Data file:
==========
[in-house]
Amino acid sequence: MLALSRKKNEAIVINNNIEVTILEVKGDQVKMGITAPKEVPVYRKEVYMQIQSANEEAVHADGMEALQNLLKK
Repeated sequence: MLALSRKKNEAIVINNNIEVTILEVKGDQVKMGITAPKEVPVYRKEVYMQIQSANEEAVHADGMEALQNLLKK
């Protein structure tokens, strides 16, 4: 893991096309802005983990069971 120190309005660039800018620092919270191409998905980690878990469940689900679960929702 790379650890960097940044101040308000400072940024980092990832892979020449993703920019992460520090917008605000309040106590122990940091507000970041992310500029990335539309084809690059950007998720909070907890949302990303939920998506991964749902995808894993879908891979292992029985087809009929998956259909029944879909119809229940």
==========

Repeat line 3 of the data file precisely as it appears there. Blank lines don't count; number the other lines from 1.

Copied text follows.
Repeated sequence: MLALSRKKNEAIVINNNIEVTILEVKGDQVKMGITAPKEVPVYRKEVYMQIQSANEEAVHADGMEALQNLLKK